But they responded like the newly-inaugurated diplomats for the Irish nation that they had become in South Korea and Japan during their exciting-but-traumatic passage through the first two World Cup rounds.
They acknowledged the hero worship with dignity, kind words for the fans' devotion and enough humility to endear them to the families who had trekked across the biggest public park in Europe to wait to catch a glimpse of the new national icons.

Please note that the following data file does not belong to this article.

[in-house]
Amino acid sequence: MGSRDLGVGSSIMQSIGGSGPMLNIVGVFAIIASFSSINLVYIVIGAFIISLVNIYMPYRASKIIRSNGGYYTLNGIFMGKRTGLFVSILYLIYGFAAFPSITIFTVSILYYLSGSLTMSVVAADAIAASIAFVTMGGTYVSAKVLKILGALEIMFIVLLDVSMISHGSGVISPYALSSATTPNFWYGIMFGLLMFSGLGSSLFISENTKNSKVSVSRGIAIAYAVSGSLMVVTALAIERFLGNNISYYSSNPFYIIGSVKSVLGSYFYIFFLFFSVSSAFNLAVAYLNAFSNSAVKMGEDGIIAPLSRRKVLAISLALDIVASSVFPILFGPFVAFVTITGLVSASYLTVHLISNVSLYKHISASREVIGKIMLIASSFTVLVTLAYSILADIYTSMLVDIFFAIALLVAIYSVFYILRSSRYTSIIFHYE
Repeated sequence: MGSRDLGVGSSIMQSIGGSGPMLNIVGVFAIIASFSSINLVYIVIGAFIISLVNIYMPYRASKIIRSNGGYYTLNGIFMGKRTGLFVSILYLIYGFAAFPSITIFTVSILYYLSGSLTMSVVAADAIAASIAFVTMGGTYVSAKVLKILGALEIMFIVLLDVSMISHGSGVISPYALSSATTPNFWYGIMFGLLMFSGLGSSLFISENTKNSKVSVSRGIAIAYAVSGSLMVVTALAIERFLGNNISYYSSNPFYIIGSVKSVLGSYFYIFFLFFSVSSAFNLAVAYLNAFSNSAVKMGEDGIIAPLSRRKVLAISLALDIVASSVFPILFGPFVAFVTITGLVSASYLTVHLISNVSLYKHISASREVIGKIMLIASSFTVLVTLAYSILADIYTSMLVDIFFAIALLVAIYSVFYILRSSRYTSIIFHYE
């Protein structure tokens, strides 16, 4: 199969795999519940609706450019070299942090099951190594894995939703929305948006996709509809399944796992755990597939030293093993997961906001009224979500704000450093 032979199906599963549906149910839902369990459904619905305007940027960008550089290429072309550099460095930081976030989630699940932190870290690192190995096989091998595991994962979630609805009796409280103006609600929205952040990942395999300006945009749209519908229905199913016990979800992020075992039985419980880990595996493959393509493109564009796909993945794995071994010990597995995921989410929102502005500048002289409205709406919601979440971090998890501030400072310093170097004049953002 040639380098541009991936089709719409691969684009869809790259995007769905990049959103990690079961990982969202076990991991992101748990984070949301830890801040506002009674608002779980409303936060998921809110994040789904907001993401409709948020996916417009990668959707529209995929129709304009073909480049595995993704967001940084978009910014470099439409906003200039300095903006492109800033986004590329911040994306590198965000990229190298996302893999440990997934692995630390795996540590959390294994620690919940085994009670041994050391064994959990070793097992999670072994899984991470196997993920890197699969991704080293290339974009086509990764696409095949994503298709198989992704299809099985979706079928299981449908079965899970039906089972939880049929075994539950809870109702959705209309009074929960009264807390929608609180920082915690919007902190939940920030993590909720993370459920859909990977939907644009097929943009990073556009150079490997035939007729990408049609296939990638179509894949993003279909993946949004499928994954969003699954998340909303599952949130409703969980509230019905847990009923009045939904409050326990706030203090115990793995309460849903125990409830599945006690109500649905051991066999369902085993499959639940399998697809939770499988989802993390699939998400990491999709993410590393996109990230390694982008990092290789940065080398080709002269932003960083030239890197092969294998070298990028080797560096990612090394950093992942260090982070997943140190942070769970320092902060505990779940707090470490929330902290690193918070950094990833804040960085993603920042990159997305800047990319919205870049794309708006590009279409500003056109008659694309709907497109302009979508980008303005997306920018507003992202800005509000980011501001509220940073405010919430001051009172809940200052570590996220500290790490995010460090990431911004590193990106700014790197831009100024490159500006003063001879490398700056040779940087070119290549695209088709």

If the start of their World Cup campaign had been sullied by the Roy Keane affair and the vitriol and venom that went with it, the end was in danger of being coloured by the very public row about whether or not the team should have been allowed to parade through the streets of the capital in an open-topped bus.
The security and health and safety authorities said "No".
But the government reluctantly agreed, and the Phoenix Park concert-cum-welcome-home-reception became nobody's favourite substitute.
But crowds of cheering Irish people - mainly youngsters, families and fanatics - stood wearing green replica shirts, waving their flags and banners as if the footballers had won the World Cup.